Monday, February 20, 2012

The Broken Island

I visited Cuba for the first time in 2009, and it was an amazing trip. It was exciting, terrifying, saddening and hopeful all at the same time.  I look back on that trip as one of the pivotal points in my life.  I wrote a little about it, not being able to put too much into words that would accurately express what I felt in that first Cuba experience.

In 2011, I took my second trip.  Things are a bit clearer after that trip.  In 2011, my experience was real; the romanticism was stripped away.  The first trip was a vacation of sorts; a magical week of seeing the world I may have been born in under different circumstances.  The second trip was going to be the completion of the first; a time to finish the experience of Santiago de las Vegas, La Habana, and all those places my family passed on to me via memory and nostalgia.

In the second trip, I was intentional going in.  I was intent on telling more people about Jesus; this was after all, a missions trip.  I was intent on giving of my time to listen, to love and to be with those people I came into contact with.  And in the end, I was able to do all this, but it was difficult.  It was difficult because Cuba is a hard place physically, mentally and spiritually.  It was also difficult as it exposed things about me; those ugly things that dwell inside us we would rather not look at.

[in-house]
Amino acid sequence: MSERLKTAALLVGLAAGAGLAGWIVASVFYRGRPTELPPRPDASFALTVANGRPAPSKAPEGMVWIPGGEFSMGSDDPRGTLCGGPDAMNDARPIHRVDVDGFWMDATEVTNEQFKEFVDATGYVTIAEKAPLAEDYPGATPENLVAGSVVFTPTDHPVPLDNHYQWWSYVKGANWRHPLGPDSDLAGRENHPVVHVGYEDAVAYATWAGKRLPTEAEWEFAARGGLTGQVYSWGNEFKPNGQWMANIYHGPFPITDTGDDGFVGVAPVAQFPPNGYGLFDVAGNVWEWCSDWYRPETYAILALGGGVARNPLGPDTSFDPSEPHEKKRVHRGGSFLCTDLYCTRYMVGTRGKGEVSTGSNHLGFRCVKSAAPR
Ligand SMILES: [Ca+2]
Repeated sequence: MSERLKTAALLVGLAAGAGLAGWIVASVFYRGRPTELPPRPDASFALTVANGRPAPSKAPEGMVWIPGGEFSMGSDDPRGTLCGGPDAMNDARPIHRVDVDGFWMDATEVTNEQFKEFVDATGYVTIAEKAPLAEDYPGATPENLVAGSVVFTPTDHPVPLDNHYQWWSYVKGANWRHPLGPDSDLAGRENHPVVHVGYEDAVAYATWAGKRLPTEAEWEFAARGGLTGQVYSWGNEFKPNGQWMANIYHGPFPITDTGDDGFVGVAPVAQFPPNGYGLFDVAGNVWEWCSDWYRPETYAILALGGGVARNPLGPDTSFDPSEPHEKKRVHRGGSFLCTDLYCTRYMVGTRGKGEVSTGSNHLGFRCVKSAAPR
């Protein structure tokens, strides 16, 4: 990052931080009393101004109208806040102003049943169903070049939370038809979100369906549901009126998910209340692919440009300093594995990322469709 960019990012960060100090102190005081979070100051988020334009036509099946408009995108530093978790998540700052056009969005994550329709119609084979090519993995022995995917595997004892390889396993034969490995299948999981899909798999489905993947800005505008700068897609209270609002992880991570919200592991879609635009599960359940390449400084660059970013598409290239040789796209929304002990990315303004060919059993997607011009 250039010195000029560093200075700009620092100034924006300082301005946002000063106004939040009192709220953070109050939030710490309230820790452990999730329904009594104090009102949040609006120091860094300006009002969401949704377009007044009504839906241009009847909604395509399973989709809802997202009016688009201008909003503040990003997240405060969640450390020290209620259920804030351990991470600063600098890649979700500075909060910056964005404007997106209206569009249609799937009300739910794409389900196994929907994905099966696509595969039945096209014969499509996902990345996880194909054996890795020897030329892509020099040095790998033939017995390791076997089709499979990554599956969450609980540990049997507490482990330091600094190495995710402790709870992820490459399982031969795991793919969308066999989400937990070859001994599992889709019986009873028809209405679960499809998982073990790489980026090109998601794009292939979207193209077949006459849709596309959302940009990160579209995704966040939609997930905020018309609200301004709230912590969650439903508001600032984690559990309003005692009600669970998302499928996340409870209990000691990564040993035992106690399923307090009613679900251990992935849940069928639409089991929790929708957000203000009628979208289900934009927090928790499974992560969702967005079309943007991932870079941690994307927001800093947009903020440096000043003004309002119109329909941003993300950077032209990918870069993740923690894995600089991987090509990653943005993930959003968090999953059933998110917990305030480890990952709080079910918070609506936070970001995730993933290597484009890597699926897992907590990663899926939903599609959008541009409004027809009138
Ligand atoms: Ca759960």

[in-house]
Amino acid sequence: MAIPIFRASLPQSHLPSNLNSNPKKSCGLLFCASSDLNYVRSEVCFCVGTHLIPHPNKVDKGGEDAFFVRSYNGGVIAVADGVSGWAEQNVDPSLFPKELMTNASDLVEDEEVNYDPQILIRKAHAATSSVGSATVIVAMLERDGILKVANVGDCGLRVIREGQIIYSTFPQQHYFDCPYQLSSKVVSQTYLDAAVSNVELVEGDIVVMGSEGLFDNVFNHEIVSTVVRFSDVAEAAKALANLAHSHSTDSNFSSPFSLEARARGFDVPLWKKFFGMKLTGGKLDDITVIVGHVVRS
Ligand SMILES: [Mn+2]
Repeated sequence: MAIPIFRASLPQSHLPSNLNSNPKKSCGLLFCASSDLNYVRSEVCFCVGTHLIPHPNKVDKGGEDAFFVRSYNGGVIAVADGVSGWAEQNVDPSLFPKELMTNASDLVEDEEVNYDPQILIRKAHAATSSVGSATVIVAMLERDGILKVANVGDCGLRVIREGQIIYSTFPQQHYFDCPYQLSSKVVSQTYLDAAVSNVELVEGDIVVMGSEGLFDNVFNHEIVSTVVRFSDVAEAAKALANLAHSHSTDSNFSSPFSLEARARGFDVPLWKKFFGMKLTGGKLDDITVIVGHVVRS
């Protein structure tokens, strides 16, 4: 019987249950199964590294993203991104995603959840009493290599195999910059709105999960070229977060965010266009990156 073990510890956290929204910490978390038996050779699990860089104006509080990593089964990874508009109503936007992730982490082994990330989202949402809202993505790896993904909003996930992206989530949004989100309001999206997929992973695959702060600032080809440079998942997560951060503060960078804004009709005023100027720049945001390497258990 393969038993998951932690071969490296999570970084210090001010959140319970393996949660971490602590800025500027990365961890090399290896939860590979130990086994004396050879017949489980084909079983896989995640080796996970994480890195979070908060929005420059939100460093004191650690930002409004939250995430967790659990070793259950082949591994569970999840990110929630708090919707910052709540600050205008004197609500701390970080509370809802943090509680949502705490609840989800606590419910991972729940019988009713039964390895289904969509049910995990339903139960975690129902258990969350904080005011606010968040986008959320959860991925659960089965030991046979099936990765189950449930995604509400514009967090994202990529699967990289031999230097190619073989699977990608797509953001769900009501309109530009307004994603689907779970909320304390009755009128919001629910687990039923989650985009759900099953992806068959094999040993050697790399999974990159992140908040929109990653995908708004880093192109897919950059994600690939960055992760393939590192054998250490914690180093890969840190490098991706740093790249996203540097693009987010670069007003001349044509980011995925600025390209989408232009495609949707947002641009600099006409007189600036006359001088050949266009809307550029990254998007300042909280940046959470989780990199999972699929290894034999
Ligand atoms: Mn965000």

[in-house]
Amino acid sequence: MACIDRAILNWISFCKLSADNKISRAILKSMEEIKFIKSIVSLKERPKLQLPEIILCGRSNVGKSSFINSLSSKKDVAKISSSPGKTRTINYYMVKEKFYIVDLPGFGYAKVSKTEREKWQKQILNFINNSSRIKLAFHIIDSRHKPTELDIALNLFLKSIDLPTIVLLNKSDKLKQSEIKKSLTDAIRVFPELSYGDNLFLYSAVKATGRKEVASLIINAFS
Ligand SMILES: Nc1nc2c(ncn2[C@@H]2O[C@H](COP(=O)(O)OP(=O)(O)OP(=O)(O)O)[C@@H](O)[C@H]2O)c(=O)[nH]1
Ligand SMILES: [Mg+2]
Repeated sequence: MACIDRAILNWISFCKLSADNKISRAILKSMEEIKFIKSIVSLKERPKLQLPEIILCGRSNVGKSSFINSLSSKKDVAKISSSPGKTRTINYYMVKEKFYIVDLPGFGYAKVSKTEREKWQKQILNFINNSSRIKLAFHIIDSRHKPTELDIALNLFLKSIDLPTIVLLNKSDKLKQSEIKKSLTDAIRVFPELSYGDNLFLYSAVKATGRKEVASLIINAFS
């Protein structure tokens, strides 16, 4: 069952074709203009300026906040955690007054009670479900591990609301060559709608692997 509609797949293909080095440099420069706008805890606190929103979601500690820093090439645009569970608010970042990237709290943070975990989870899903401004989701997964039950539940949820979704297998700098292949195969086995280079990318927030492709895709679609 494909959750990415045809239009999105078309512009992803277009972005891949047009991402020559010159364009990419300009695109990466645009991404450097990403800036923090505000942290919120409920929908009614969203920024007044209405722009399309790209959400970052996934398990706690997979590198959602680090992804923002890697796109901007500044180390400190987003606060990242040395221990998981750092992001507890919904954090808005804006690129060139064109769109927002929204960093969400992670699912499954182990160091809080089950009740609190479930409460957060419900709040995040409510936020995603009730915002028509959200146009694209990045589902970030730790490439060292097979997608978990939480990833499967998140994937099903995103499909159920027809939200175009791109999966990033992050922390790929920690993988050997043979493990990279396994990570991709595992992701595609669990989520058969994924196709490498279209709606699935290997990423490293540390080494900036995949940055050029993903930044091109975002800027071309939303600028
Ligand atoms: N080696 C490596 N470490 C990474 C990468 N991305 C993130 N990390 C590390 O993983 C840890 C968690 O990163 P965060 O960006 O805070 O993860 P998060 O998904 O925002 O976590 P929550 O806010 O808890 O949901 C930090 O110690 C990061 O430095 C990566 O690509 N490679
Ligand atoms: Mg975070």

I snapped this photo my first night in La Habana.  This is El Capitolio, the Capitol Building.  For years this building sat in darkness, as the leaders sought to conceal and erase the grandeur of the city's past.  Now the tourist dollars demand lighting.  The consumer cries out for a view of this once great city, and the irony is missed by the ideologue tourists walking it's streets.  The statue designed in the 1920's by Italian sculptor Angelo Zanelli casts it's shadow majestically on the marble wall.  For a moment it takes your breath away; especially at night when you can't see the destruction just across the street from El Capitolio, where underwear from Miami hangs from the balconies of decaying buildings once used as offices and residences for men of commerce and law.

Havana is a city living in the shadow of it's great past.  And as I walked down it's majestic old streets, I realized why it's leaders let it decay the way they did; why they hid it for so long in the darkness as if hoping people would simply ignore this city, once and still considered one of the most beautiful in the world.  As long as the city casts it's shadow, it reminds everyone that somewhere in time, a huge mistake was made.  Something beautiful was lost.  A city was broken, and the people broken along with it.

Over the next few posts I will create a journal of my 2011 Cuba experience.  I want to be honest as I write, so I will most assuredly piss off a lot of people.  I'm okay with that.  It has been my experience lately that honesty is progress.  It helps us progress past our own collective bullshit.

I'm not looking to be overly poetic.  I have no idealism left for this place either; it is simply broken.  I do, however, have hope.  There is a story to tell here, and a lot of good stories start at a broken place.  So I hope this is a good story.  The story hasn't ended, so this is a work in progress.  In writing this down I also hope to find, in the end, redemption.

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